10 Christian Hymns That Need to Be Put to Rest

Jennifer Waddle

There are timeless, classic hymns that are sung in churches all over the world today. They are beloved hymns with beautiful messages of faith, memorable melodies, and rich qualities. I imagine they will outlast many of the modern worship songs we sing today, and rightfully so.

However, there are hymns that simply don’t make sense, and perhaps never made sense to the average worshiper. They are songs that are full of puzzling phrases that leave a person questioning rather than worshiping. Perhaps, it’s time to put to rest a few of these hymns—not because they are “bad,” but because they simply don’t cultivate a heart of worship. After all, Jesus reminded the woman at the well that the Father desires His followers to worship in Spirit and in truth. 

“But the hour is coming, and now is, when the true worshipers will worship the Father in spirit and truth; for the Father is seeking such to worship Him. God is Spirit, and those who worship Him must worship in spirit and truth.” (John 4:23-24 NKJV)

Here are 10 Christian hymns that need to be put to rest:

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1. Onward Christian Soldiers

Written in 1865, by Rev. Sabine Baring-Gould, this song was never intended to be published as a hymn. In fact, the author wrote it for a children’s festival with the intention that the children of his village would sing it as they marched in procession. 

However, it wasn’t long after, that Onward Christian Soldiers gained popularity and was included in the English hymnal. Although there is nothing inherently wrong with this hymn, it simply does not usher us into an atmosphere of worship.

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2. Bringing in the Sheaves

What are sheaves? And why should we bring them in?

When outlining this article, this was the one hymn my husband suggested be included. He grew up singing about sheaves, but never knew what it meant. In fact, when he was really small, he used to sing, “bringing in the sheeps,” because that was what made sense to his young mind!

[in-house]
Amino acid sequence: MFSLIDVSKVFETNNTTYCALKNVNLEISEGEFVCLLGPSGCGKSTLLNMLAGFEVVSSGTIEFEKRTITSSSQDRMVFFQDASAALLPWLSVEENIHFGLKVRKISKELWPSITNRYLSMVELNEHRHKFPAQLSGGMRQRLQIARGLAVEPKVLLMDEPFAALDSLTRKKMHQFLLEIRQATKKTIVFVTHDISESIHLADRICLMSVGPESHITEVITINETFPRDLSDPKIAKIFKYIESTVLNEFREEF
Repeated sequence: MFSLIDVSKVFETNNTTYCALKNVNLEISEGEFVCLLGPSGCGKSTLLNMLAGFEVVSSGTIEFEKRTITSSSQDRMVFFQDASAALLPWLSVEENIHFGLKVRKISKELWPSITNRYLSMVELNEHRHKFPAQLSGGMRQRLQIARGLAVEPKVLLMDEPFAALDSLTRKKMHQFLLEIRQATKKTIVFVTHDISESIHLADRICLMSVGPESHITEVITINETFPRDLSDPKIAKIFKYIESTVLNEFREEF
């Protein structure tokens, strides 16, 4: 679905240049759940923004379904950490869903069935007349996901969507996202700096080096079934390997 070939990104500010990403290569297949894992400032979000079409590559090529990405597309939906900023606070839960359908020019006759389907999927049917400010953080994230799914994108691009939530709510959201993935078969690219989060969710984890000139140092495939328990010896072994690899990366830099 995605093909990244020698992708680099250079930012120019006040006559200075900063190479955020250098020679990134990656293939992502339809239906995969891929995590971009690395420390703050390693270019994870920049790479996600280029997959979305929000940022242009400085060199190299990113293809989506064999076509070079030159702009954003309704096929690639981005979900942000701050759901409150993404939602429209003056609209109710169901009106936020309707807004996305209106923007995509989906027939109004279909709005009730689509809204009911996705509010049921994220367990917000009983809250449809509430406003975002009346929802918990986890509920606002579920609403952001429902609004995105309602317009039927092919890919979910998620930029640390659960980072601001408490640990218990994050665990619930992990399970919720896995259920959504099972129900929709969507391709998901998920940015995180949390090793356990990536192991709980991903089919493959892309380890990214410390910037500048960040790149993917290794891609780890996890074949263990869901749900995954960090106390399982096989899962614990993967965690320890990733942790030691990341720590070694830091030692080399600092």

To this classic hymn’s defense, I did a little digging and found this beautiful passage in Psalm 126 that may explain the meaning of “sheaves” a bit better:

“Those who sow in tears shall reap in joy. He who continually goes forth weeping, bearing seed for sowing, shall doubtless come again with rejoicing, bringing his sheaves with him.” (Psalm 126:5-6)

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3. Let All Mortal Flesh Keep Silence

Oh, dear. My mortal flesh is having a difficult time keeping silent regarding this 1864 hymn. With roots that date back to the fourth century, (the fourth century!), I’m afraid this old hymn should be put to rest sooner rather than later.

Not only is this song confusing, it uses difficult words such as homage, vesture, and vanguard in its verses. The everyday worshiper would find this song challenging to sing, and, more of a distraction than a song of worship.

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4. Alas! And Did My Savior Bleed

I personally love singing songs that proclaim the blood of Jesus. And in no way do I think we should shy away from the cross, the blood, or the reality of sin when we worship. (That is a dangerous trend that probably deserves its own separate article.) However, the words of Alas! And Did My Savior Bleed include phrases such as, 

Would He devote that sacred head for such a worm as I…

Thy body slain sweet Jesus thine, and bathed in its own blood…

Huh? I don’t know about you, but those lines make me grimace as I read them. I think this is one hymn we can safely put to rest.

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5. I Asked the Lord

The title of this hymn, written by the infamous John Newton, author of Amazing Grace, sounds kind of nice, doesn’t it? But when taking a closer look at the lyrics, we read these words:

I hoped that in some favored hour at once He'd answer my request

And by His love's constraining power subdue my sins and give me rest

Instead of this He made me feel the hidden evils of my heart

And let the angry powers of Hell assault my soul in every part.